A spokesman for Snow Lake declined to comment. The firm has about $2.5bn under management, according to its website. It made most of its money on Luckin in early April when the shares lost most of their value following the company’s disclosure of fabricated sales, according to a person familiar with Snow Lake’s returns. Its flagship China fund, however, was down 1.3% in the year through May, another person said.
It isn’t known why Ma and Snow Lake didn’t want to take credit for the Luckin research, though short sellers sometimes choose to hide their identities to maintain access to company executives and avoid regulatory scrutiny.
The Luckin report was the result of an elaborate undertaking during the fourth quarter of 2019 that involved more than 1,500 individuals, who fanned out to about 15% of Luckin’s more than 4,000 outlets across China, according to the report.
They counted customers in the stores, recorded more than 11,000 hours of videos and collected scores of customer receipts. After analyzing all the data, the report’s author concluded that Luckin had inflated its sales because the channel checks indicated that sales at its outlets were far lower than what the company had reported.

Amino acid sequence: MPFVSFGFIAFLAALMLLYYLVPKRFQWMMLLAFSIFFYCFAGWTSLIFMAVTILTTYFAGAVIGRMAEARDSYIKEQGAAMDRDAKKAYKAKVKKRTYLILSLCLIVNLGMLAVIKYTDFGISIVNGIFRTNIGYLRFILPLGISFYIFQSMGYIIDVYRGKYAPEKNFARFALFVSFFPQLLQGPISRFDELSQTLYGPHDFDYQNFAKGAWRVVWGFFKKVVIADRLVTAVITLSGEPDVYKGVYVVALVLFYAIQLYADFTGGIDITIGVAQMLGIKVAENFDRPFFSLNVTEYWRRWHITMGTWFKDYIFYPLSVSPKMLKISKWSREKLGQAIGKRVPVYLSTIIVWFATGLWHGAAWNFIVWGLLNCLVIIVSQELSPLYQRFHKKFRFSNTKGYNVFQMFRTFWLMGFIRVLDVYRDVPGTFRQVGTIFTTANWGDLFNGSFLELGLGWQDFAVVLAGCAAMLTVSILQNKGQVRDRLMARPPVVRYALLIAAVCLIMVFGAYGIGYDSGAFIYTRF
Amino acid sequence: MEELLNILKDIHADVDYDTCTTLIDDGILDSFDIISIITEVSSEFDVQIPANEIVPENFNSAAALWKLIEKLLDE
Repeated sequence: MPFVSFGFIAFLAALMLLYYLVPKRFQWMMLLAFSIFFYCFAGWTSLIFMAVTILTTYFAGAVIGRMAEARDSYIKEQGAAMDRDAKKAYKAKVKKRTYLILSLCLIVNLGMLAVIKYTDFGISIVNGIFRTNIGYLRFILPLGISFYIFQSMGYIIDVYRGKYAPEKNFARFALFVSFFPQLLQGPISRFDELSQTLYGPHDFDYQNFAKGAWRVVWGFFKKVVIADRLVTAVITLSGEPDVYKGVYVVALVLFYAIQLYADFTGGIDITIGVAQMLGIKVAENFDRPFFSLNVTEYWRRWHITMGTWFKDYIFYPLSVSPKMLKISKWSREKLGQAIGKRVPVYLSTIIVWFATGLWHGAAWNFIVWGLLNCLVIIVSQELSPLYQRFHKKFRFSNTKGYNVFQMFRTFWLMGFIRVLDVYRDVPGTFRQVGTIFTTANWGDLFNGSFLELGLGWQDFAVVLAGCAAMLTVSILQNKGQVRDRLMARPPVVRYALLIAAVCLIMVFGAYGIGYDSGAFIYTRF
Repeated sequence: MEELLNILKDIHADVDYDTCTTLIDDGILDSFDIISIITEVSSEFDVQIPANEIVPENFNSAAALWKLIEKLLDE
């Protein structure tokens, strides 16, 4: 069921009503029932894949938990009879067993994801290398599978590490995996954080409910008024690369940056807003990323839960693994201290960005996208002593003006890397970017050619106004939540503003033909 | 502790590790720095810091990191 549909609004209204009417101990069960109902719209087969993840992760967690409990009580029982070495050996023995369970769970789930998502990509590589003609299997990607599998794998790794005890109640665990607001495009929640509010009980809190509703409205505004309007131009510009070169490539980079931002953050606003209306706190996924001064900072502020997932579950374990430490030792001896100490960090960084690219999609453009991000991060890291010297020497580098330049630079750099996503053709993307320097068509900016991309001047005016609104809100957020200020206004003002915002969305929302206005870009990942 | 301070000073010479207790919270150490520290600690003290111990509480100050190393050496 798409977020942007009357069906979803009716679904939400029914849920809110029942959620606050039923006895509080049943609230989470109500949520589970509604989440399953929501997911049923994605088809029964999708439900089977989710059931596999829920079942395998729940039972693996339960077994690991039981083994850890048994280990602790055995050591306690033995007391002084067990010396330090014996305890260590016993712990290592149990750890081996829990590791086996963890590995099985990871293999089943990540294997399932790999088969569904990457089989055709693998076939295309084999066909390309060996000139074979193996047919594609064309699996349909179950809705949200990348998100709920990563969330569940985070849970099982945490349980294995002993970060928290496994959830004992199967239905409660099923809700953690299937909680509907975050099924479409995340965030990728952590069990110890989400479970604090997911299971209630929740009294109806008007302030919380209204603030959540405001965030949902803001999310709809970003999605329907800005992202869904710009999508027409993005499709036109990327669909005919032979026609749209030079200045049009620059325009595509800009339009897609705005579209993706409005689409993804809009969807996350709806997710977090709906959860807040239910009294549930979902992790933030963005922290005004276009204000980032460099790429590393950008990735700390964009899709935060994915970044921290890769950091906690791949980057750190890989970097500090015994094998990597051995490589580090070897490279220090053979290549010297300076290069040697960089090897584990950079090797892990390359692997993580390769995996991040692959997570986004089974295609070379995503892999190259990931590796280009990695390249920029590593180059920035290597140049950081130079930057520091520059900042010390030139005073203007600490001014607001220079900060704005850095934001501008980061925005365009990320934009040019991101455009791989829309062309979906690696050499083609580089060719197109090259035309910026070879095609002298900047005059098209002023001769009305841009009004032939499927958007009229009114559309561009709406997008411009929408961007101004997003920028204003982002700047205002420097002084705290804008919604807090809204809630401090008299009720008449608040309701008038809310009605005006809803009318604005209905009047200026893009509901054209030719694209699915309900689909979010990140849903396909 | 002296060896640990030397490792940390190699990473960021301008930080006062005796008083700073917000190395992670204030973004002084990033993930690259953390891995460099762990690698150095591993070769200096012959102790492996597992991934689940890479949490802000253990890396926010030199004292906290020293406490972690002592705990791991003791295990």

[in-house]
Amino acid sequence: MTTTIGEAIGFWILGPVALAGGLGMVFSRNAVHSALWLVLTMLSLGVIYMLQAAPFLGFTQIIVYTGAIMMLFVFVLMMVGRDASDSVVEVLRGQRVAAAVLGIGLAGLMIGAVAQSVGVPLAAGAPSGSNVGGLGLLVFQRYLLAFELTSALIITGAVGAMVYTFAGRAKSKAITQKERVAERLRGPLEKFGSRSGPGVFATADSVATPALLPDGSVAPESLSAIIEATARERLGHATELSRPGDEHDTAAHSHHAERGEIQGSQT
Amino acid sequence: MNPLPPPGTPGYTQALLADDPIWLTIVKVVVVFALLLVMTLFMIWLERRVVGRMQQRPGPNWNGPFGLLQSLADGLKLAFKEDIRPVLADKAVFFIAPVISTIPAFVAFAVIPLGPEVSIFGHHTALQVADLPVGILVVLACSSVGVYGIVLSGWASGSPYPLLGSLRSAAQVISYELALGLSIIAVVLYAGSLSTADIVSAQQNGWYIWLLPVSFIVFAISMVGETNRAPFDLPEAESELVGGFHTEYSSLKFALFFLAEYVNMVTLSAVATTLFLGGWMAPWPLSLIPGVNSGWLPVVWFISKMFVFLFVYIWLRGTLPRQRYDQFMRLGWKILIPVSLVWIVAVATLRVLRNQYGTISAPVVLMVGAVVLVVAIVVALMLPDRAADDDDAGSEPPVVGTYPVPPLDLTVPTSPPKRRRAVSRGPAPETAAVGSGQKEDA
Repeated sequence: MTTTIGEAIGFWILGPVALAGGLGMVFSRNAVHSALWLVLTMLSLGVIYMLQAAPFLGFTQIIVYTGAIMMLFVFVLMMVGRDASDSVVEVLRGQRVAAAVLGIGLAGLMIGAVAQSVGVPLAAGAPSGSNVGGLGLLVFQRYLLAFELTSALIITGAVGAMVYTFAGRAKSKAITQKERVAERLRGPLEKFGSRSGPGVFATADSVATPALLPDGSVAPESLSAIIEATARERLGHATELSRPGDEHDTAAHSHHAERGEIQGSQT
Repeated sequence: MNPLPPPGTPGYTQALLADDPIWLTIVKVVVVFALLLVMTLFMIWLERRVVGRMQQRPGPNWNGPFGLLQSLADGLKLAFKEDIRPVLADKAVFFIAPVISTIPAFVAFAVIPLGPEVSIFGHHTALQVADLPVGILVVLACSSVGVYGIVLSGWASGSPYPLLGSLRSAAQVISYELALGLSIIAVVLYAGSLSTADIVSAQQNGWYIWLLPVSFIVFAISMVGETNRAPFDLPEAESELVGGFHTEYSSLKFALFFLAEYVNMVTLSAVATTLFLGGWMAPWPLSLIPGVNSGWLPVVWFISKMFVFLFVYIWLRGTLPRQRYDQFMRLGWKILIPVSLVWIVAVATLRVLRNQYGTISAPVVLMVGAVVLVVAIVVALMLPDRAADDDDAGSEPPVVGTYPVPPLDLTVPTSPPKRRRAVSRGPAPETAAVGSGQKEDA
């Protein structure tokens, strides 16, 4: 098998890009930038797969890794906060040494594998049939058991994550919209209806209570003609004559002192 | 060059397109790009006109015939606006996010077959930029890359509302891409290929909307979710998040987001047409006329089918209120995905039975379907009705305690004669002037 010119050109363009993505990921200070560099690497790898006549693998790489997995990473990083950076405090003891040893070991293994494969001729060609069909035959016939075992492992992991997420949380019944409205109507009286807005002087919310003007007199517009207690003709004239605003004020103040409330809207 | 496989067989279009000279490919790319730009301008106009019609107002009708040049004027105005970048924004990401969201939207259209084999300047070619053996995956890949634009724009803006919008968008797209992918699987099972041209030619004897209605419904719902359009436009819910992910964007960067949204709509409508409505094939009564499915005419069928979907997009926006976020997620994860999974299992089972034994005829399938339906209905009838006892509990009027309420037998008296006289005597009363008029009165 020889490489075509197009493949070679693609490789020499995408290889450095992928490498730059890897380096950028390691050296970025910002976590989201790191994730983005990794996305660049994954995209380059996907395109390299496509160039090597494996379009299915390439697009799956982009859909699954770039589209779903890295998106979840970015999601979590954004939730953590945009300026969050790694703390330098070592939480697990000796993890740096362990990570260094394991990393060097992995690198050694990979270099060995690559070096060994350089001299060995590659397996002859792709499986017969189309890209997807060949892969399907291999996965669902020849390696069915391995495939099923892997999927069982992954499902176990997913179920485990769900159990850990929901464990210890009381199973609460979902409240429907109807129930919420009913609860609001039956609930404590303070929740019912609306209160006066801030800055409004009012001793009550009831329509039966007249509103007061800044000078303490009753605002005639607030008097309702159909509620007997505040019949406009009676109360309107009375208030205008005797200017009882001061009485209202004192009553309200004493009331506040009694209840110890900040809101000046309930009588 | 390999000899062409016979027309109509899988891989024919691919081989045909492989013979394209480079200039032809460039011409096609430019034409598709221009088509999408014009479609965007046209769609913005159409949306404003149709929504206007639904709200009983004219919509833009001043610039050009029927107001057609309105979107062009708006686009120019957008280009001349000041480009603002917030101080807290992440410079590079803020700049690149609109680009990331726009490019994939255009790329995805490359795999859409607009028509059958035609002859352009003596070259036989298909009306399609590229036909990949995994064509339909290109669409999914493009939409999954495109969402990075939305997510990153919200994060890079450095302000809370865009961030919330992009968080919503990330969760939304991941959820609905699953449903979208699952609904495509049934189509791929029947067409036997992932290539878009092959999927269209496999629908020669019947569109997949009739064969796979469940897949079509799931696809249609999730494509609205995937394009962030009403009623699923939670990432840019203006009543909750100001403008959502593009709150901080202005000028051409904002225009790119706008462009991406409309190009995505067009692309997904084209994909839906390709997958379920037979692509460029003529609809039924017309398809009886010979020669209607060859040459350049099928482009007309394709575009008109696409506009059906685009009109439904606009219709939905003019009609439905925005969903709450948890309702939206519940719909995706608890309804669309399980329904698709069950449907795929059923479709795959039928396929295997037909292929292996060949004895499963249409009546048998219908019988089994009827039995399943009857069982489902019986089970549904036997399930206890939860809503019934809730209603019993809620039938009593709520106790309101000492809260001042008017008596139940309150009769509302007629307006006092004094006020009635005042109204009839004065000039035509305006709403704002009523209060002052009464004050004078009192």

It didn’t have insights into what Luckin was actually doing behind the scenes to boost its reported sales.
Last month, The Wall Street Journal reported that a group of Luckin employees began engineering fake transactions ahead of the company’s May 2019 IPO. They first used individual accounts registered with cellphone numbers to buy vouchers that could be exchanged for cups of coffee, then used many little-known companies to make bulk purchases of vouchers, according to documents reviewed by the Journal and people familiar with the matter. Most Luckin employees were unaware of the scheme.
In some ways, Luckin was exceptional. Relatively few companies accused by short sellers of accounting chicanery ultimately disclose wrongdoing. In addition, shares of many companies accused by short sellers of accounting misdeeds have gained in value over time.
Between 2017 and 2019, short-sellers accused 32 US-listed companies of accounting misdeeds, according to Breakout Point, a data provider that analyses short-selling trends. In the six months following those allegations, 25 of the stocks gained and the rest declined.
Luckin’s shares fell in February after the anonymous report came out before rising again. Credit Suisse Group, the investment bank that led Luckin’s 2019 IPO and a follow-on sale of shares and convertible notes in January 2020, published a research report defending the company